Books on Recovery

Here I’ll list books that I have found personally helpful or interesting in my recovery journey.   They can generally be purchased on-line through Amazon or through


“Alcoholics Annonymous” – Hey it’s the classic

“The 12 Steps and 12 Traditions” – Another AA Classic explaining in detail the 12 steps and 12 traditions of AA

“As Bill Sees It”, published by AA World services.   A collection of short writings by Bill W.  Indexed by topic.

“Spiritual Awakenings” – Journeys of the Spirit from the pages of the AA Grapevines.   AA Grapevine.

“The Dual Disorders Recovery Book”   – An approach to the 12 steps for people experiencing both mental illness and Addiction.

“Sober”, Marsha Hornbacher.   The best book I’ve ever read about recovering from mental illness and addiction.  It is 12 step based.

“Good Bye Hangovers, Hello Life” by Jean Kirkpatrick founder of Women for Sobriety.  It basically introduces the WFS philosophy of recovery which I love.

“Mindful Recovery: A Spirtual Path to Healing from Addiction”, Thomas and Beverly Bien.   Approaches addiction recovery using Mindfulness Meditation.

“First Year Sobriety – When All that Changes is Everything,” Guy Kettlehack.   An easy read that walks you through some of the emotions and upheaval you experience in your first year of recovery.

“The Little Red Book for Women” A guide to the 12 steps written specifically for women.

“The Narcotics Anonymous Step Working Guide” NAWS Inc.  I’m an alcoholic, but I’m using this workbook in reworking the steps with my sponsor.  It’s much more detailed than anything AA has.   It has tons of questions to get you thinking.

Cognitive Behaviour Therapy (CBT)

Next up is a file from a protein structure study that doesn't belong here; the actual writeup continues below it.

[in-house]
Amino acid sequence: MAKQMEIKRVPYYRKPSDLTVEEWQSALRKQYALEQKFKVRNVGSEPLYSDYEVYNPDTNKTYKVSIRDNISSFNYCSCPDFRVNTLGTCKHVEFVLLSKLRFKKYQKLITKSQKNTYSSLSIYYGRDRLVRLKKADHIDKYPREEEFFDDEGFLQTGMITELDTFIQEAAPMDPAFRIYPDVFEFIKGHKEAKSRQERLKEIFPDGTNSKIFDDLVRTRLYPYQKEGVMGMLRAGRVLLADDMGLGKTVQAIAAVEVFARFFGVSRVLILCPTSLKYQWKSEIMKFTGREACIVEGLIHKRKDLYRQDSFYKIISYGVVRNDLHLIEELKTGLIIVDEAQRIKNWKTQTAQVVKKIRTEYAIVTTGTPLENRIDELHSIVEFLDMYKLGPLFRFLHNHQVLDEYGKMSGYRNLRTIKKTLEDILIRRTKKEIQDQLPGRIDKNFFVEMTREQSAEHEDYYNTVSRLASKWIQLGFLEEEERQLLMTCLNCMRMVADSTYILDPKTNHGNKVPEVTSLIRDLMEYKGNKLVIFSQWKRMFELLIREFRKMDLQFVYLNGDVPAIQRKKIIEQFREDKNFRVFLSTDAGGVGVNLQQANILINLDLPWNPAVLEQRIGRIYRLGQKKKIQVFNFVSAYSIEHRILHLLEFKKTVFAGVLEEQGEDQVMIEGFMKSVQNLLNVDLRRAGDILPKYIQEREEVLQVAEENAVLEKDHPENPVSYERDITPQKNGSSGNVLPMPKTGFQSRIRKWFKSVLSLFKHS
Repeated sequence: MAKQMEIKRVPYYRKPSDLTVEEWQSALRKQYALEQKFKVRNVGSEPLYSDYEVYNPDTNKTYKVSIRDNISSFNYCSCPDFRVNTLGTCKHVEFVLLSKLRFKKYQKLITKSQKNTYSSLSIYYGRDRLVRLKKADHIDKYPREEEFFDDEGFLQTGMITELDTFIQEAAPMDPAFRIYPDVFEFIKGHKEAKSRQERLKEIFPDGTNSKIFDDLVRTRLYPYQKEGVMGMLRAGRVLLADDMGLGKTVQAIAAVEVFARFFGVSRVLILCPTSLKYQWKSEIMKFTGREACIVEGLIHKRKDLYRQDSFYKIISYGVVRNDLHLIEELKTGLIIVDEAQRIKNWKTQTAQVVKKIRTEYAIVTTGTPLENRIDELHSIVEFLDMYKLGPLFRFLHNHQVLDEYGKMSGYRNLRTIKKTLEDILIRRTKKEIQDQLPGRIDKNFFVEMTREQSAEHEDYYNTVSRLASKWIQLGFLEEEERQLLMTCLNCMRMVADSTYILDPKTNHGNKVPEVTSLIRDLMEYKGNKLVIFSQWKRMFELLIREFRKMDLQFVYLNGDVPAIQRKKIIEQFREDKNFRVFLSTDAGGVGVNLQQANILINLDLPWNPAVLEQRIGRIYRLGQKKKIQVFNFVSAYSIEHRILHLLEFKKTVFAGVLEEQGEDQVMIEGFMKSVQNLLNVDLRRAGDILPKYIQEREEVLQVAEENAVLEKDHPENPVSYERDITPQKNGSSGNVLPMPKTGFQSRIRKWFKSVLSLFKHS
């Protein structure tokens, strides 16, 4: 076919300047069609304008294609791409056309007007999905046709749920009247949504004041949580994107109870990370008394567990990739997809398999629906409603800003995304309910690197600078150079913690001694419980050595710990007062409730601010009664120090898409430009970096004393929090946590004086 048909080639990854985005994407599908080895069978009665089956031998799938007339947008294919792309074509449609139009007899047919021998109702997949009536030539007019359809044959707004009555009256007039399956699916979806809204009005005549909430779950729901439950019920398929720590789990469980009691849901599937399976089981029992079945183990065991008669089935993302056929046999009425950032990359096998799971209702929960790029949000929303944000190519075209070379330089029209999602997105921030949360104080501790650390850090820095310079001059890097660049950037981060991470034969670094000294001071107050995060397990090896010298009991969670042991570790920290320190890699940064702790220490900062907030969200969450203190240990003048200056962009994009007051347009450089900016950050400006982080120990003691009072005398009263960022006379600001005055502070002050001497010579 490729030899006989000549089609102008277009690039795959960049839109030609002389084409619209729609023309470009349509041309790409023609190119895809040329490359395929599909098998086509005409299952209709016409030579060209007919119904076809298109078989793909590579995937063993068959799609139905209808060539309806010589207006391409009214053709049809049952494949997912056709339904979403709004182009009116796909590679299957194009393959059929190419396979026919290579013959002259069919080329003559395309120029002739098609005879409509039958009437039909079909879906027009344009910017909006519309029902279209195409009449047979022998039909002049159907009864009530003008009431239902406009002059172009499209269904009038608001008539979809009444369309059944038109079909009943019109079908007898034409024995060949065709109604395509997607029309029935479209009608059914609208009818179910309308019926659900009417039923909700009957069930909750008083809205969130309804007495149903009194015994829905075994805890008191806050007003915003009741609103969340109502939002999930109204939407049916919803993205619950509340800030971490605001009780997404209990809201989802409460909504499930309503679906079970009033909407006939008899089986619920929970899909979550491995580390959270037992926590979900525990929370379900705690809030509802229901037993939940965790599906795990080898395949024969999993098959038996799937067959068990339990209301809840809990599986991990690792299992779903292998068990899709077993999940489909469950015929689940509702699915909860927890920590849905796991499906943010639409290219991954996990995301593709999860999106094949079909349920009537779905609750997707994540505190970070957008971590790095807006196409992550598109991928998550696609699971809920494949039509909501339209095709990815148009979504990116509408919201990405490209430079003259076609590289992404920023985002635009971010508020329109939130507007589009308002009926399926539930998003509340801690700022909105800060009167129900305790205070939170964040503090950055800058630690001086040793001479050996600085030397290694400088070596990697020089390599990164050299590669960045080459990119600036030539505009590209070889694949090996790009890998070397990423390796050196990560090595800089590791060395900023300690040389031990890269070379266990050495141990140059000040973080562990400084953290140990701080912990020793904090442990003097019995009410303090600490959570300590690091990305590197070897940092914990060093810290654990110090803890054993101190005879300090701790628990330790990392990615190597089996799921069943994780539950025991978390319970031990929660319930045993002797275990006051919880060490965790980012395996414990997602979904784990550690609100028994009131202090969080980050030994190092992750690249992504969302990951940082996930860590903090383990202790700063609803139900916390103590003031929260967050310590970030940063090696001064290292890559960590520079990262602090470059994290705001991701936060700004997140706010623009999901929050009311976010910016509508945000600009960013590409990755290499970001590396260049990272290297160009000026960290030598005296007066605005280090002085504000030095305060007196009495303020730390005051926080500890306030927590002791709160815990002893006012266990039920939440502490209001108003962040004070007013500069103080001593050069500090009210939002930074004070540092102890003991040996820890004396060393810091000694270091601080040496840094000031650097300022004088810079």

“Mind Over Mood: Change How you Feel by Changing the Way you Think”, Greenberger, Padesky.   This is the classic introductory workbook to CBT that’s used in most CBT programs here in Toronto.  But it can also be worked through on your own.  Has separate sections for dealing with depression and anxiety.

Daily Meditation Books

“24 Hours a Day”  This was the first book of AA daily meditations.  It has a meditation a day.  Now published by Hazelden.

“Walk in Dry Places”, Mel B.  Another good daily meditation guide for addiction recovery.

“Each Day a New Beginning” Karen Casey.  Meditations specifically for women.


“The Mindful Way Through Depression”, Williams, Teasdale, Segal, Kabat-Zinn.   A Mindfulness approach to recovery from depression.

“Beyond Blue: Surviving Depression & Anxiety and Making the Most of Bad Genes”, Therese Borchard – A memoire of surviving depression that is alternately moving and funny.

General Mental Health

“The Gifts of Imperfection” Brene Brown.  A great read on the benefits of giving up on perfectionism and shame and embracing life wholeheartedly.

“This is Not the Life I Ordered”, Stephens, Speier, Tisley, Yanehiro.   A funny collection of short anectdotes on dealing with life’s unexpected trials.

“The Ten Things to do When Your Life Falls Apart”.   If you’ve ever found yourself as an unemployed, suicidal, alcoholic, or are just experiencing some other catastrophy in your life, this is a great book for getting through it and moving on.